Please use this identifier to cite or link to this item: http://hdl.handle.net/2440/71516
Citations
Scopus Web of Science® Altmetric
?
?
Type: Journal article
Title: The fetal origins of obesity: early origins of altered food intake
Author: Muhlhausler, B.
Ong, Z.
Citation: Endocrine, Metabolic & Immune Disorders - Drug Targets, 2011; 11(3):189-197
Publisher: Bentham Science Publishers Ltd
Issue Date: 2011
ISSN: 1871-5303
1871-5303
Statement of
Responsibility: 
B.S. Muhlhausler and Z.Y. Ong
Abstract: There is now clear evidence from population-based and experimental animal studies that maternal obesity and maternal overnutrition, particularly excessive intake of high-fat and high-sugar diets, is associated with an increased risk of obesity and type 2 diabetes in the offspring. Whilst the physiological reasons for this association are still not fully understood, one of the key pathways appears to be the ability of exposure to an oversupply of energy, fat and sugar during critical windows of development to program an increased food intake in the offspring. This review will focus on our current understanding of the programming of food intake, with a focus on the importance of the maternal diet. Specifically, we will discuss how exposure to an increased energy supply before birth and in early infancy, and/or increased maternal intake of palatable foods alters the development of the systems regulating appetite and food preferences, and how these changes interact to promote excess consumption and thus predispose the offspring to weight gain and obesity.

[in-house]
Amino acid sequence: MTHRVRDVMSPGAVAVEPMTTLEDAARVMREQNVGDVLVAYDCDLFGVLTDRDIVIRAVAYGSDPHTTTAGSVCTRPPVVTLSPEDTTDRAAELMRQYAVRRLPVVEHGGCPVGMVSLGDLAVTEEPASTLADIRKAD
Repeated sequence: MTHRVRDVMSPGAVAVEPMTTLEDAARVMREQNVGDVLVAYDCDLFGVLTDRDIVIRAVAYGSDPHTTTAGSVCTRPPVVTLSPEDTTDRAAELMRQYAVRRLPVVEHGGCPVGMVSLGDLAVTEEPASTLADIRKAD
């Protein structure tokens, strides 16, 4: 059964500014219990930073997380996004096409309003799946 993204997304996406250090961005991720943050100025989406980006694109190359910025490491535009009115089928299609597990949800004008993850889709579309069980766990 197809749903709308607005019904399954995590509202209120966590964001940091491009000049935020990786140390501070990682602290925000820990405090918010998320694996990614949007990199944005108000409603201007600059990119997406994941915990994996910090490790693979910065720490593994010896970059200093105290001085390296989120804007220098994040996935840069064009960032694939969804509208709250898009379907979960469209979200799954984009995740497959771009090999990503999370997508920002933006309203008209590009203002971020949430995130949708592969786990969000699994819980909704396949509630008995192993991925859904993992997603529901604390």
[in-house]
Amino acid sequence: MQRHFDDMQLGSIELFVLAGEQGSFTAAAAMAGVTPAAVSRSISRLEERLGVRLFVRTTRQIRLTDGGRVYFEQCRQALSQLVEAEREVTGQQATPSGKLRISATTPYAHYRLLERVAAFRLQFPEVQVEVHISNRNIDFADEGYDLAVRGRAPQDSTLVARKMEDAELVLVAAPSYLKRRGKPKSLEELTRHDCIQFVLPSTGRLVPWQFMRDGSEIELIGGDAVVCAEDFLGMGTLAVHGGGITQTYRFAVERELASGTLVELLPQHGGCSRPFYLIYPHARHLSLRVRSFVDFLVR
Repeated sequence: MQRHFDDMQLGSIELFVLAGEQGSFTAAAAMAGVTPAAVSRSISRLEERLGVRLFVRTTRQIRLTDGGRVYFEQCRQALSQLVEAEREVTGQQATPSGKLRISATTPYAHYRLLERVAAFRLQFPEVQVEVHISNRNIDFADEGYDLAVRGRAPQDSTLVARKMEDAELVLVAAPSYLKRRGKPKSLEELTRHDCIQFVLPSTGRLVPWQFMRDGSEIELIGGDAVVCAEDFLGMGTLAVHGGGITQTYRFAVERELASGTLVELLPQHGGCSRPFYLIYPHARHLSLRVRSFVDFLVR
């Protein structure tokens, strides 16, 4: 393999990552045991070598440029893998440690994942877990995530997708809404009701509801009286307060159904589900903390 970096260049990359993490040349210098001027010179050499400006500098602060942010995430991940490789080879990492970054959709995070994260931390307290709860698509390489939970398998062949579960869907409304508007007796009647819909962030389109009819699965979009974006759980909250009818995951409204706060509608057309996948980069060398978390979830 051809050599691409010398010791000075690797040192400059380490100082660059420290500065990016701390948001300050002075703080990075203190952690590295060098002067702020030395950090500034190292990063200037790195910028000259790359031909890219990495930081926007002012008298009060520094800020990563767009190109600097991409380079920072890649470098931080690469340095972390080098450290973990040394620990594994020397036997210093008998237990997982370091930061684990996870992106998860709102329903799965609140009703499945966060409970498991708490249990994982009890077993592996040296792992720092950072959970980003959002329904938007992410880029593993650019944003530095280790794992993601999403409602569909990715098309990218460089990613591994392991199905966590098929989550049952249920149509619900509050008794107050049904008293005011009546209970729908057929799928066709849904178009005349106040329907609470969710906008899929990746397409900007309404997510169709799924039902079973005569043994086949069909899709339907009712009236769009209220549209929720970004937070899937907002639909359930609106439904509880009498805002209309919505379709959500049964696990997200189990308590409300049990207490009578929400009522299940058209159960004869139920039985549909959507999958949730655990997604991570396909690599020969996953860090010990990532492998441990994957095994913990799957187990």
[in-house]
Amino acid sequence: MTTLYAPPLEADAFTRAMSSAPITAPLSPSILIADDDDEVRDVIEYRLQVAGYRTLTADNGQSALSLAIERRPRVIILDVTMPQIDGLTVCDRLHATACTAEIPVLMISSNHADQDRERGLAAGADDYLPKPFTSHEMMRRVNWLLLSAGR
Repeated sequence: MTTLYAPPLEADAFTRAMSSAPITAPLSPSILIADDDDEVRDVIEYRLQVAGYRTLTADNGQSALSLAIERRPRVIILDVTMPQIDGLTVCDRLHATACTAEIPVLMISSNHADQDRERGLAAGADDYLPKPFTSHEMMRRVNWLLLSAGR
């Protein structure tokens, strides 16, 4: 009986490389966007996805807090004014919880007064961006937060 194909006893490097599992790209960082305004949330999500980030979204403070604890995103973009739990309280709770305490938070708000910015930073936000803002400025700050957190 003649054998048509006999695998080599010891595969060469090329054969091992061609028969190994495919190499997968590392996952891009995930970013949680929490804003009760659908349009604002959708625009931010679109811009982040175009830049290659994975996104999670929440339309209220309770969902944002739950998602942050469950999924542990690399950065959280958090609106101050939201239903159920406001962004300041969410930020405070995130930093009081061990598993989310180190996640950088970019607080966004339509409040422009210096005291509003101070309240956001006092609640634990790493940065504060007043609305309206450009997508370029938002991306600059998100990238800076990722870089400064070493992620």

Keywords: Programming; obesity; appetite; food preference; food intake; reward; micro nutrients; fetal growth; maternal obesity; metabolic disease; energy-dense; diabetes; cadriovascular diseases
Rights: Copyright © 2011 Bentham Science Publishers
RMID: 0020118014
DOI: 10.2174/187153011796429835
Description (link): http://www.ncbi.nlm.nih.gov/pubmed/21831032
Appears in Collections:Agriculture, Food and Wine publications

Files in This Item:
There are no files associated with this item.


Items in DSpace are protected by copyright, with all rights reserved, unless otherwise indicated.